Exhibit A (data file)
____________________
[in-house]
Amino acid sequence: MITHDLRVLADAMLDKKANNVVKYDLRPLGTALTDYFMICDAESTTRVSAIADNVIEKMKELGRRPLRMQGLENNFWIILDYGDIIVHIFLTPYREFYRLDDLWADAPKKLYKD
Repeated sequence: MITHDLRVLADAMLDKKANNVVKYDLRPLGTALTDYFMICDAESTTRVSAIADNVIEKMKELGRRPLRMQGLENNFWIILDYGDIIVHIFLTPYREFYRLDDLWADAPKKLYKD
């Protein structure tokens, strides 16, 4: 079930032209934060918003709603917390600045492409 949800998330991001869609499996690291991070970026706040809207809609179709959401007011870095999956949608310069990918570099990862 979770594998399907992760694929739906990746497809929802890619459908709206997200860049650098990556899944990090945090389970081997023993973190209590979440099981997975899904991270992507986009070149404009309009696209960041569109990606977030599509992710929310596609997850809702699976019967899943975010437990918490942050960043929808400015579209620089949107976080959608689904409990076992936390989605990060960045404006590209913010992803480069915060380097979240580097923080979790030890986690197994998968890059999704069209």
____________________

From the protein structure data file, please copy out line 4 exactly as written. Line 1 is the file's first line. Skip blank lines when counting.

């Protein structure tokens, strides 16, 4: 079930032209934060918003709603917390600045492409 949800998330991001869609499996690291991070970026706040809207809609179709959401007011870095999956949608310069990918570099990862 979770594998399907992760694929739906990746497809929802890619459908709206997200860049650098990556899944990090945090389970081997023993973190209590979440099981997975899904991270992507986009070149404009309009696209960041569109990606977030599509992710929310596609997850809702699976019967899943975010437990918490942050960043929808400015579209620089949107976080959608689904409990076992936390989605990060960045404006590209913010992803480069915060380097979240580097923080979790030890986690197994998968890059999704069209």